Unemployed Stage Actors to Face New Well being Insurance coverage Hurdle

Unemployed Stage Actors to Face New Health Insurance Hurdle

Health insurance, which covers thousands of stage actors, is facing a huge financial burden due to the closure of the theater industry, making it difficult for them to qualify for coverage.

Currently, professional actors and stage managers must work 11 weeks to qualify for six months of coverage. However, beginning January 1, they must work 16 weeks to qualify for a similar coverage level.

Nonprofit and commercial theater producers contribute to the Health Fund when they employ unionized actors and stage managers. However, with theaters closed since March, these contributions, which account for 88 percent of the fund's revenue, have largely been suspended.

"The fact that we have no paid-up income could not have been foreseen," said Christopher Brockmeyer, a Broadway League executive who chairs the board of trustees of the fund, which is divided equally between representatives of the Actors' Equity Union and Producer is split. "We really have put together the only viable option to provide significant benefits to as many people as possible in these completely unprecedented circumstances."

Brockmeyer and his co-chair, Madeleine Fallon, said the fund, which currently provides coverage for around 6,700 stock members, is facing its biggest financial challenge since the height of the AIDS crisis. At that time the challenge was high costs for the fund; This time it's low income.

"Everyone is unemployed, everyone is in a panic, everyone has lost income and cannot do their art, and besides, their health fund is in crisis," said Fallon, who heads the union bloc on the board. "It has been an emotionally difficult journey, but we hope our members understand that we have found the plan that will give us the best chance to rebuild."

Under the new system, those who work for at least 12 weeks can qualify for lower tariffs with higher co-payments and more restrictions.

Actors' Equity, which appoints half of the fund's trustees but is otherwise an independent organization, opposes the changes.

"We all understand that there is no way out of the devastating loss of months of employer contributions across the country and no alternative but to make adjustments to the plan," union president Kate Shindle said in a statement. "But I believe the fund had both the commitment and the financial resources to take the time to make better decisions."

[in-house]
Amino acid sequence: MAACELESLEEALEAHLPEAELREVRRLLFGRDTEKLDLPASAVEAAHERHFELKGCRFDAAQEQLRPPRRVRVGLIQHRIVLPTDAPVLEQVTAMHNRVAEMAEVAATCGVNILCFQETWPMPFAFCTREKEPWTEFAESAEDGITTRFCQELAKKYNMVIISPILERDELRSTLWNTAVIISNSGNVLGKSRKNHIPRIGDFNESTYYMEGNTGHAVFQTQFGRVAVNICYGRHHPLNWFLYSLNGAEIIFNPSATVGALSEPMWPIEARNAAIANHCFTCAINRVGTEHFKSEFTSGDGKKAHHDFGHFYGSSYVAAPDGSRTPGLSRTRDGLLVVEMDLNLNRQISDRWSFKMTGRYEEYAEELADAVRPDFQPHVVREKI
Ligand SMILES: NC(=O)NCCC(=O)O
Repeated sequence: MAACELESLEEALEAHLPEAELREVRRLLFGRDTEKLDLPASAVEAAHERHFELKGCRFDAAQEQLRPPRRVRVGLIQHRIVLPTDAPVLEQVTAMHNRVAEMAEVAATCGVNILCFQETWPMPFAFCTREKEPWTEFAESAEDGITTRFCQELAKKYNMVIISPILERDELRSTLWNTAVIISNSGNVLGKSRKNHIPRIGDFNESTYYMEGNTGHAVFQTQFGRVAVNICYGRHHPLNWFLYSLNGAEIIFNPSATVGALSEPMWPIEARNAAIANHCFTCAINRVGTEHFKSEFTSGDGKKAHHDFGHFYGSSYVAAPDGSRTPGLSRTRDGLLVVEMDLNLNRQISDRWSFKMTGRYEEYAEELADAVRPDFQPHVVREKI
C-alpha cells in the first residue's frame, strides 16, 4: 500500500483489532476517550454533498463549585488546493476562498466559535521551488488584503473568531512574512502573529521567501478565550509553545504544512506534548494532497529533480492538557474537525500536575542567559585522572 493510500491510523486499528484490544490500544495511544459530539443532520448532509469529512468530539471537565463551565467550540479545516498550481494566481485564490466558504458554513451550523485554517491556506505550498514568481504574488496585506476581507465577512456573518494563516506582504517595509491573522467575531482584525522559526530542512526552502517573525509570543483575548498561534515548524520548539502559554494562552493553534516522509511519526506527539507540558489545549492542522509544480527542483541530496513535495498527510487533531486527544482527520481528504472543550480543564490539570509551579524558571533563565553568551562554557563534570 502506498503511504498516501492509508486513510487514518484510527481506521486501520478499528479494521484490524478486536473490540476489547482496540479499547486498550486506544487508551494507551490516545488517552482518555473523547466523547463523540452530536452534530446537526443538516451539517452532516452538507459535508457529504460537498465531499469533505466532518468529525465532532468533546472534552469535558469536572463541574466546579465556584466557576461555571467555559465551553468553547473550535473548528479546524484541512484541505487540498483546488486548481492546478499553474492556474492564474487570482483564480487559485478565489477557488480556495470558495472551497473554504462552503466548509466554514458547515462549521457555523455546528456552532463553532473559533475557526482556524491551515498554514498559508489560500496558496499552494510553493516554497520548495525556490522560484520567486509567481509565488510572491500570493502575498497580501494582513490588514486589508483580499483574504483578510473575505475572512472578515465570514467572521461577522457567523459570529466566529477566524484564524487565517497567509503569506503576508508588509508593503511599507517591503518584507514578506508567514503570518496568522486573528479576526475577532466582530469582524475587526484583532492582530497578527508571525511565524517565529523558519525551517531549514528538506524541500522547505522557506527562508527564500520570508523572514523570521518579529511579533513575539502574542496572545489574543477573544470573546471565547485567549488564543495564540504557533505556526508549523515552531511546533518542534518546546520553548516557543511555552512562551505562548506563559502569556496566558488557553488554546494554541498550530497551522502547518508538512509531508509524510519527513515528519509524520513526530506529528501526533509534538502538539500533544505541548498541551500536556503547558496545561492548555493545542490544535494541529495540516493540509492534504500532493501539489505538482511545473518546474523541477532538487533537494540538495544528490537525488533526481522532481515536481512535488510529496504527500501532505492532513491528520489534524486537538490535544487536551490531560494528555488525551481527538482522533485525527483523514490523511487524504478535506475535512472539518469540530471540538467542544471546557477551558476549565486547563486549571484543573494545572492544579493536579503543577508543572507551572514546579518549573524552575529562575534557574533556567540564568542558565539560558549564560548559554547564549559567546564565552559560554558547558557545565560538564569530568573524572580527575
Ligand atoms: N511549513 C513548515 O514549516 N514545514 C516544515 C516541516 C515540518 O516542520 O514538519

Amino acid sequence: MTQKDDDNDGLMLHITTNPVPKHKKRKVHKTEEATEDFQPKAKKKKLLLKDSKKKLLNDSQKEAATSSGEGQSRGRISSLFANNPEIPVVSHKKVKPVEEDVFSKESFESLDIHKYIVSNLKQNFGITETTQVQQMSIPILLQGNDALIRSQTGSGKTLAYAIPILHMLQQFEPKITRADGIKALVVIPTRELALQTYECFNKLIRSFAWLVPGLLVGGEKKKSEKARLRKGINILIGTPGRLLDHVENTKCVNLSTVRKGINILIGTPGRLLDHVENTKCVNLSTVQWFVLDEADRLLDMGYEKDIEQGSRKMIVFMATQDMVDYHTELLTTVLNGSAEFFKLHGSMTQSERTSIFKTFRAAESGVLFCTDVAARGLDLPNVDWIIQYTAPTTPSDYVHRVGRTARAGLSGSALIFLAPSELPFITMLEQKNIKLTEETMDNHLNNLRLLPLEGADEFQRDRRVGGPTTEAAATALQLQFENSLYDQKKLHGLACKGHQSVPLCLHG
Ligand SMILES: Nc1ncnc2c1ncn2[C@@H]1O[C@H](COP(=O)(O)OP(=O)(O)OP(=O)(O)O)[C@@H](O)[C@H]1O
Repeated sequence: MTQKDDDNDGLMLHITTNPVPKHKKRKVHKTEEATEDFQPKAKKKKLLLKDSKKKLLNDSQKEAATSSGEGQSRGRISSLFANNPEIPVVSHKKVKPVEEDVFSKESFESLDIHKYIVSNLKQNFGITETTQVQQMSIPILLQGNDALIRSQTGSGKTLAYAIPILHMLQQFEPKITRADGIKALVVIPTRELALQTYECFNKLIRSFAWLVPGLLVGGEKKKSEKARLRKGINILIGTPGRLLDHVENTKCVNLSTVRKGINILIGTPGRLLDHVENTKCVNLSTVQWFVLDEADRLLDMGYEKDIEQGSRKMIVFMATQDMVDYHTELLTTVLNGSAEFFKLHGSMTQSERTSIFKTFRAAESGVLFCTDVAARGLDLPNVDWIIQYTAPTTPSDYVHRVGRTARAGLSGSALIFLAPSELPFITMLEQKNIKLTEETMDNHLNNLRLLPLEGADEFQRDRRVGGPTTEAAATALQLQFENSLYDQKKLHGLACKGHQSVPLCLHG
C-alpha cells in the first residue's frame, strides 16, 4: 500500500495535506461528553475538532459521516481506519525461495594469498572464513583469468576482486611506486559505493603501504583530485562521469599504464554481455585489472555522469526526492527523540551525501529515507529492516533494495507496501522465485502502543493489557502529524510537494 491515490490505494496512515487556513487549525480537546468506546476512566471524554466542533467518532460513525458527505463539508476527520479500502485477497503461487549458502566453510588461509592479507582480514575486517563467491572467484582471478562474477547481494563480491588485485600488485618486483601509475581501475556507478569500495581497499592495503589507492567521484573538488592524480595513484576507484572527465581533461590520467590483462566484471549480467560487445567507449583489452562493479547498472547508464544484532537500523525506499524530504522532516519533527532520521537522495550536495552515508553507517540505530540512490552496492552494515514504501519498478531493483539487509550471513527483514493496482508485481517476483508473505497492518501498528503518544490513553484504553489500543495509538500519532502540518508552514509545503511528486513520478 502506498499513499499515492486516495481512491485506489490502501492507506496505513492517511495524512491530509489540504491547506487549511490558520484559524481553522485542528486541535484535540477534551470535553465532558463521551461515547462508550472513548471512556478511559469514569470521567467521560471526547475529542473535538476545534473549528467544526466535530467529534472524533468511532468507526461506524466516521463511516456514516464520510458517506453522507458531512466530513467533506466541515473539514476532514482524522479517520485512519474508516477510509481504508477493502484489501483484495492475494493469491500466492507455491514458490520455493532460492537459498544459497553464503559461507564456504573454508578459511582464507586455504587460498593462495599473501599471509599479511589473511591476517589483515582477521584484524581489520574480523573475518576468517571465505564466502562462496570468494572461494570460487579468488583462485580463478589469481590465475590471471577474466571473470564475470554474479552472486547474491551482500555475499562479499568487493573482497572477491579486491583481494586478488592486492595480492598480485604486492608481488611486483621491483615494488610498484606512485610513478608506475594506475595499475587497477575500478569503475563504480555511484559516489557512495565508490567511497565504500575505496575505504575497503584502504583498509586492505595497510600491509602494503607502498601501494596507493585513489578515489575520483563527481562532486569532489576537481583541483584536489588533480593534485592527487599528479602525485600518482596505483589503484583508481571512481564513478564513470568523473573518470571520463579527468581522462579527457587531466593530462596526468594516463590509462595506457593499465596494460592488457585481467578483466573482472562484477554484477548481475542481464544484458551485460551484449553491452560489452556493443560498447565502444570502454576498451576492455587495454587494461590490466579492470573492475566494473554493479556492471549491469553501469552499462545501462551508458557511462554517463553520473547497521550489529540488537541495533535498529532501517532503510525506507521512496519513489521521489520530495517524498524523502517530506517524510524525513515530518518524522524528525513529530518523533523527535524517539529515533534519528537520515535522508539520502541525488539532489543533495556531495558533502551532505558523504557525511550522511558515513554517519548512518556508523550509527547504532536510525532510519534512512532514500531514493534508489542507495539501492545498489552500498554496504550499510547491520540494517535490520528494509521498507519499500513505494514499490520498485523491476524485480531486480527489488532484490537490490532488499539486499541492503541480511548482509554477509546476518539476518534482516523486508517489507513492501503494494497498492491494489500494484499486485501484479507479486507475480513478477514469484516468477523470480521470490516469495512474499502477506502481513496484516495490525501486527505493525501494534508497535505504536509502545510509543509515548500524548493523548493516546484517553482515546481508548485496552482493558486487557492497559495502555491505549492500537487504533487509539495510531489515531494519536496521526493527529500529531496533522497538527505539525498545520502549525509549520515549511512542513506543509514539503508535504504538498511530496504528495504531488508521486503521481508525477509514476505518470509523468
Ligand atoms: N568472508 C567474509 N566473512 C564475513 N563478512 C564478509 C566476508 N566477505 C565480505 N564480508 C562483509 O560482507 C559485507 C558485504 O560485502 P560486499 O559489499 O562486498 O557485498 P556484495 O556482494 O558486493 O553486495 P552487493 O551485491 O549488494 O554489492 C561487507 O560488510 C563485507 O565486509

Shindle said the union has asked its members on the fund's board of trustees not to support the changes until they conduct a study of the potential impact on color union members, pregnant union members, and union members living outside of New York, Chicago, and Los Angeles.

A similar battle is taking place in the film and television industries. Members of SAG-AFTRA, a union representing actors in this media, have protested loudly against changes in their health plan.

Stage actors are used to working on health care benefits – some take jobs for the express purpose of getting weeks to help them qualify for insurance. However, many actors do not work at all and cannot qualify no matter how many weeks it takes.

As a result, some are uninsured while others may be insured through Medicaid, COBRA, or the Affordable Care Act. The Actors Fund provides "health insurance advice" to those affected by an insurance loss.

The Equity-League Health Fund, available to unionized actors and stage managers working in commercial and nonprofit productions on Broadway, Off Broadway and in regional theaters across the country, announced the changes to its beneficiaries Thursday.

The fund started the pandemic with reserves of $ 120 million and has now declined to $ 91 million. Administrators estimate that if the eligibility and benefits rules remain unchanged, reserves will drop below $ 20 million by the middle of next year, and that they won't be able to pay any benefits at all by the end of next year.


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